R.L. Wilson calls the .380, "a distinct model."

Onmilo
December 11, 2006, 10:24 AM
OK I'm going to wade in to this discussion,
I own a first generation Model 1903 #3039X,(That's ten choices as to which one it is guys),
I obliguarantee nobody is going to drop a 1908 .380 acp barrel in this pistol and make it work.

Now, if the seller had a late third or forth Model 1903 it is possible to fit a .380 barrel and magazine.
By 1940 or so Colt had fairly standardized the guns to the point the .380 and the .32 were about identical dimensionally.
Even so you can't just drop in a barrel and slap a magazine in place and make the pistol fire reliably.

The extractor cut out on the barrel must be identical to the extractor dimension of the slide one wishes to use.
The barrel must be fitted to the slide in a similar manner as one would fit a 1911 replacement barrel as should the bushing be fitted to the slide and barrel unless you have a late issue bushingless pistol and the you need to fit the muzzle to the slide port.

A 1903 Colt/Browning is not a 1910/1922 Browning, the magazines can not be interchanged as to cartridges, one must use a .380 magazine with a .380 barrel and a .32 magazine with a .32 barrel.
Using a the wider .380 magazine with the .32 cartridges and barrel will eventually cause the slide lock to wear excessively and fail.
Using .380 cartridges in a .32 magazine will place excessive strain on the feed lips and center seam of the magazine and eventually the magazine will spread and crack down the rear center, ruining a magazine that is already begining to become harder and harder to obtain.
Oh yeah, the slide lock is a seperate and distinct part between the .32 and the .380, this must also be replaced when attempting a caliber conversion.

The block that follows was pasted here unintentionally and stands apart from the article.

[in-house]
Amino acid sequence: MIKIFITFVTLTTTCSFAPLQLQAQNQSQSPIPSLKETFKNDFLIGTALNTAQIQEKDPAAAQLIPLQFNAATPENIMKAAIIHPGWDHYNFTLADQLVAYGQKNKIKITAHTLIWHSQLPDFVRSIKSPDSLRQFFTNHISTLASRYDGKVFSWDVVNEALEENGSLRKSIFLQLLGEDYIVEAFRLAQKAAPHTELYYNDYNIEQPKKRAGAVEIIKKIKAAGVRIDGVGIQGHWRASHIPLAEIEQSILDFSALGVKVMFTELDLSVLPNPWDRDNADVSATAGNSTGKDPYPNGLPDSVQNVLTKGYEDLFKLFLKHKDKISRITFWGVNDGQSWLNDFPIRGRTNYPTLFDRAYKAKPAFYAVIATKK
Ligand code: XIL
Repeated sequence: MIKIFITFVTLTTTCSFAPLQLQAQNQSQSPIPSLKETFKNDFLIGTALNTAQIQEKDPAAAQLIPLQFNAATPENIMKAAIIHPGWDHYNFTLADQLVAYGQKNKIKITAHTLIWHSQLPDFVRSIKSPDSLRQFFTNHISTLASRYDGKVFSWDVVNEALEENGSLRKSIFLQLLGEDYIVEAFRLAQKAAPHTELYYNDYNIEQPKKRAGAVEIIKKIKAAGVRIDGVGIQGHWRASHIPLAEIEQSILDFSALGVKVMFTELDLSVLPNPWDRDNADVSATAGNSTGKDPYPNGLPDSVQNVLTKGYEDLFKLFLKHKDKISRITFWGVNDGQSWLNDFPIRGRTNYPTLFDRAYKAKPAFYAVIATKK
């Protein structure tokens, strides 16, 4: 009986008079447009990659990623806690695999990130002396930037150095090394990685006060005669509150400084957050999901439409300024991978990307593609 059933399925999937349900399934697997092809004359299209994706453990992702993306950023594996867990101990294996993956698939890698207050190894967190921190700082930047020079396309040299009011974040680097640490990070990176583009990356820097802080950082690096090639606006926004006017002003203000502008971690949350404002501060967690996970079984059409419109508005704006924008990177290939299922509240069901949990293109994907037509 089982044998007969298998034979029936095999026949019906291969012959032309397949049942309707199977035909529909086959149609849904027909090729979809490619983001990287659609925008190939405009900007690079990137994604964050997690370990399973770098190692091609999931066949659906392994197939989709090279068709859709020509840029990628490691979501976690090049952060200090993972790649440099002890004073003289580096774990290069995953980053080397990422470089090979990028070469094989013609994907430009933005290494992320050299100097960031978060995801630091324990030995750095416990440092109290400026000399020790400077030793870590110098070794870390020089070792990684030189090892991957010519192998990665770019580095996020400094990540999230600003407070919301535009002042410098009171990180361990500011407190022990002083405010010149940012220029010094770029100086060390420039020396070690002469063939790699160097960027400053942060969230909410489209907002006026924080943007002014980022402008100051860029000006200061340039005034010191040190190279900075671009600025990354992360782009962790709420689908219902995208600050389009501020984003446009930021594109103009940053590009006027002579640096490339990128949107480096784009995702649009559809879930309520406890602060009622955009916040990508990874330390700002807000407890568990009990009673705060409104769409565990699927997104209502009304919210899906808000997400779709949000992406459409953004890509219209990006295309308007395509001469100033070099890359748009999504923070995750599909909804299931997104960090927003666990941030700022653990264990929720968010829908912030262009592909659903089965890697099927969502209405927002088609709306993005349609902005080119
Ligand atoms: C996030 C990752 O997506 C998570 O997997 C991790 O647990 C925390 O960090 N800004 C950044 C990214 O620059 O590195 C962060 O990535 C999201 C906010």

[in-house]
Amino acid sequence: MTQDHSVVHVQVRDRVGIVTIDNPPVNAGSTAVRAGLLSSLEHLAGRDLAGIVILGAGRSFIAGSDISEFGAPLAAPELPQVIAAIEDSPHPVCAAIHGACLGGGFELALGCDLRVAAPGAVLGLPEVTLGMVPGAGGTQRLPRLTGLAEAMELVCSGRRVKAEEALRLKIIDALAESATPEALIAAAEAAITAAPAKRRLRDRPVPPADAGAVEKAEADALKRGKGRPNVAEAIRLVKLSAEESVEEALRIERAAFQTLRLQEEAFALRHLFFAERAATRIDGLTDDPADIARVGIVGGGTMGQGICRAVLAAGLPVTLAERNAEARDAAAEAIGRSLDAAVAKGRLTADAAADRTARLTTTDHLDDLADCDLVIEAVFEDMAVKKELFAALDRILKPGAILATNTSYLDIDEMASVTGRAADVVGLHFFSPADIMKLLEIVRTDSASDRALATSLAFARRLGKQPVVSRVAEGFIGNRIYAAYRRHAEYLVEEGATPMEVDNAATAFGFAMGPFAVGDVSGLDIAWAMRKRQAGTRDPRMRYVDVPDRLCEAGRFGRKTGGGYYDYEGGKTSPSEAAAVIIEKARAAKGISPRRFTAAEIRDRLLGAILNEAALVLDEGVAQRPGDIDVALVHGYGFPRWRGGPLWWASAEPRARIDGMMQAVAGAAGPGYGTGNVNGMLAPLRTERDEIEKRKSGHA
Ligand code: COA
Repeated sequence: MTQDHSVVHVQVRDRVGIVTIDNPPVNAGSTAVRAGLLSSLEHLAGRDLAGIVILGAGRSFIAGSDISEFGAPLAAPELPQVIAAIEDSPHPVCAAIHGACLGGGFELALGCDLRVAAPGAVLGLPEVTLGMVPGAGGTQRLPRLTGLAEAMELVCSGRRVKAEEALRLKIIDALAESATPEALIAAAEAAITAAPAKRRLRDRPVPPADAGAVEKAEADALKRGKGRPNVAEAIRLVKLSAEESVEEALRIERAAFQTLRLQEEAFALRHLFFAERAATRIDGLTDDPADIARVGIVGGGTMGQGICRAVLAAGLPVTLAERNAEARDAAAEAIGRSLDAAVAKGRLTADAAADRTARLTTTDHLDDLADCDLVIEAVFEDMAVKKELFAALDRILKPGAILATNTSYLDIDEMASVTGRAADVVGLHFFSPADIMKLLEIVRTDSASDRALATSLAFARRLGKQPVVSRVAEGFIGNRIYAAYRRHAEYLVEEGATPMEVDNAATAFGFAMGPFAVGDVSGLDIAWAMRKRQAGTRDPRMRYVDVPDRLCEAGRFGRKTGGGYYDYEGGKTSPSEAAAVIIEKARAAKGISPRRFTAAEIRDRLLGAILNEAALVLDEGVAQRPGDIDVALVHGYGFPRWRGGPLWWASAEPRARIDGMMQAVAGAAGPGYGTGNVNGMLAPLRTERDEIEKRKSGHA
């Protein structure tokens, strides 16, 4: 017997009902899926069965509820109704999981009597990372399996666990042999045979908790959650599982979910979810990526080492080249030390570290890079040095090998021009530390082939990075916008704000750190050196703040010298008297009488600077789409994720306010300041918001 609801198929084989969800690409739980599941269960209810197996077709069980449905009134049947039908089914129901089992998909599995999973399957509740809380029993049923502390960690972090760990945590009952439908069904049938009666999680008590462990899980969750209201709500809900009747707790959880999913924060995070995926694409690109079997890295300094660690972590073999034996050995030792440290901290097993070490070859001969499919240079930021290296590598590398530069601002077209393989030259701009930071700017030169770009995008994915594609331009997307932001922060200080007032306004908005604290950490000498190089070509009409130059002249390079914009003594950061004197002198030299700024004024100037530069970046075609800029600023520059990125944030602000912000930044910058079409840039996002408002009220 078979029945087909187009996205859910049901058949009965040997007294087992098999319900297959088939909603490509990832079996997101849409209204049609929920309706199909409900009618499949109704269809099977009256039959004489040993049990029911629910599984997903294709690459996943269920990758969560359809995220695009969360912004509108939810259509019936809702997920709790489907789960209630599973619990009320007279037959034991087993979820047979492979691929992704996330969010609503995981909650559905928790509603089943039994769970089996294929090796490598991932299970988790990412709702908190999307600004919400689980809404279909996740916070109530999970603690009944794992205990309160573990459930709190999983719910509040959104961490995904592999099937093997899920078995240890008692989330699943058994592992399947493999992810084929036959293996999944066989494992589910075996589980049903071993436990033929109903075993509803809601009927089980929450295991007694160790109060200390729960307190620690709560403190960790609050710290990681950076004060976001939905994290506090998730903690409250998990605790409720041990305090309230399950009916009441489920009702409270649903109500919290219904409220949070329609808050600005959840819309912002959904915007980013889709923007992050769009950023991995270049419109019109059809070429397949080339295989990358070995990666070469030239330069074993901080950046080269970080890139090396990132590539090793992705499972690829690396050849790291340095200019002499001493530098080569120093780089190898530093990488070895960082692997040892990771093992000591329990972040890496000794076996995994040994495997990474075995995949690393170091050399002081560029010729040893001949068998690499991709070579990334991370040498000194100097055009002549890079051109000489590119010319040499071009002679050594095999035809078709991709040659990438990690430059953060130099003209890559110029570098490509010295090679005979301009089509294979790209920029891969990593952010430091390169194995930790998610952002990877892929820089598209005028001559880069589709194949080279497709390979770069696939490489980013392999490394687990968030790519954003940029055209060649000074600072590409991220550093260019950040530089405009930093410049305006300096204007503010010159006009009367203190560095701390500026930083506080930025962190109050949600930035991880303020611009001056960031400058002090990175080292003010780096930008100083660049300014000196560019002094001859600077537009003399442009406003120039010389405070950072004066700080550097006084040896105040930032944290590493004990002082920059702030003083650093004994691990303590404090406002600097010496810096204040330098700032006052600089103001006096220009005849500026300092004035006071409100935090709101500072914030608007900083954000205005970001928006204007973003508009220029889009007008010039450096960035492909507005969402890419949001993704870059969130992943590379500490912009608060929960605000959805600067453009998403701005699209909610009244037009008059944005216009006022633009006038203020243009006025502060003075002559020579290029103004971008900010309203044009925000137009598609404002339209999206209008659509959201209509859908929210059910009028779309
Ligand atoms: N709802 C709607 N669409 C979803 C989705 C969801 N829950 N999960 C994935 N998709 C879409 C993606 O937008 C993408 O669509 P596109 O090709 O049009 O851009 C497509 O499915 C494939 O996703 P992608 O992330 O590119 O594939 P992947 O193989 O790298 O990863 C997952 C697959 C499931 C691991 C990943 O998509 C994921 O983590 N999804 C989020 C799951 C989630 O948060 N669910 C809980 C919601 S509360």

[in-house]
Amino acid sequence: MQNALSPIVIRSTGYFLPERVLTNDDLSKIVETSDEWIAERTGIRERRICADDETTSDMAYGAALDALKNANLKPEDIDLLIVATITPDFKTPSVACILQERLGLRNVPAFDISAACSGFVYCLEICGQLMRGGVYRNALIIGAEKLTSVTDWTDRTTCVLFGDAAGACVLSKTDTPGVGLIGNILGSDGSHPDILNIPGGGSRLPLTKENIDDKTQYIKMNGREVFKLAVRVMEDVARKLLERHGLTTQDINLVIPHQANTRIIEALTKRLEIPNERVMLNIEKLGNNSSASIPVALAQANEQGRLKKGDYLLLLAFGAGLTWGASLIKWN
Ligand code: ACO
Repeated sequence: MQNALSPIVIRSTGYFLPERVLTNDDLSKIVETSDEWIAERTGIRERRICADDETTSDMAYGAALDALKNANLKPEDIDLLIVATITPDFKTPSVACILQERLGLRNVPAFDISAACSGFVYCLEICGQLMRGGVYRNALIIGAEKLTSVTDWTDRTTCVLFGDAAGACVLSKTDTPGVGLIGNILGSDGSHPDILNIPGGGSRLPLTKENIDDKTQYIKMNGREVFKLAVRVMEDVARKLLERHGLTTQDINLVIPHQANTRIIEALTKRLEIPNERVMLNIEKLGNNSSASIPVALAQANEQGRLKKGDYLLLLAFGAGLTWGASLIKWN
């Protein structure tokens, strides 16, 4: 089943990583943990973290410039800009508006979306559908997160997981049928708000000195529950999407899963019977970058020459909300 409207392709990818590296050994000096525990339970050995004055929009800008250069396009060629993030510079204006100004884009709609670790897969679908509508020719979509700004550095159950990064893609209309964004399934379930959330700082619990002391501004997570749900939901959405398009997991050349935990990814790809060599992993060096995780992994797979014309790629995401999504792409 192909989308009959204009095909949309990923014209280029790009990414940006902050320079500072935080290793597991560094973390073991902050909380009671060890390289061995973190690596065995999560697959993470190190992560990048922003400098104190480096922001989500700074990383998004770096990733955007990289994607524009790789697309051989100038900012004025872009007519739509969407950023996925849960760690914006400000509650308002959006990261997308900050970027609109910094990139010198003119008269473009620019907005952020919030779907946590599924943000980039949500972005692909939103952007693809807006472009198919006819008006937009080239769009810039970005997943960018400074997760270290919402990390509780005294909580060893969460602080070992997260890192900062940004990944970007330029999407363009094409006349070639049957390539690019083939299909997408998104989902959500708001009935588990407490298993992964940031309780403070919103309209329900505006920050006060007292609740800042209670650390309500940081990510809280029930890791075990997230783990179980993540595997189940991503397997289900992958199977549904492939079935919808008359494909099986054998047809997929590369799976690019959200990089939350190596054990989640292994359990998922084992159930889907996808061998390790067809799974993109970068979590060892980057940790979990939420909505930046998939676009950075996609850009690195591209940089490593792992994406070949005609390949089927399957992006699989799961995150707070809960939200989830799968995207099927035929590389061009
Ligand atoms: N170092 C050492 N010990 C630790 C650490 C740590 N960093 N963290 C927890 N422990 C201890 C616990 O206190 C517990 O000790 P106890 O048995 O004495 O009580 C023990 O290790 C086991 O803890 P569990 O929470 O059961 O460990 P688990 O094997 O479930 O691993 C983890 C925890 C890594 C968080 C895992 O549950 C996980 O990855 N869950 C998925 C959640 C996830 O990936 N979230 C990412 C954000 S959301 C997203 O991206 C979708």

Simple answer, can the caliber conversion be done on one of these pistols?
Within the Parameters, yes, it is feasible.
Did the seller do the conversion correctly?
Probably not.
What a waste of a decent and collectable pistol.

Old Fuff
December 11, 2006, 10:58 AM
Apparently you have an extensive collection of 1903/08 pistols. If you will measure the same dimensions as Jim Keenen did (see post #12) with matching partial serial numbers it would be very useful for our investigation.

... and the you need to fit the muzzle to the slide port.

Do you perhaps mean the breech end to the slide port?

...the slide lock is a seperate and distinct part between the .32 and the .380, this must also be replaced when attempting a caliber conversion.

This pistol does not have a slide lock as such, as the slide is locked back using the manual safety (aka "slide lock safety"). Are you perhaps refering to the ejector?

Thank you for your interest.

brownie0486
December 11, 2006, 11:12 AM
Very interesting and enlightening thread here.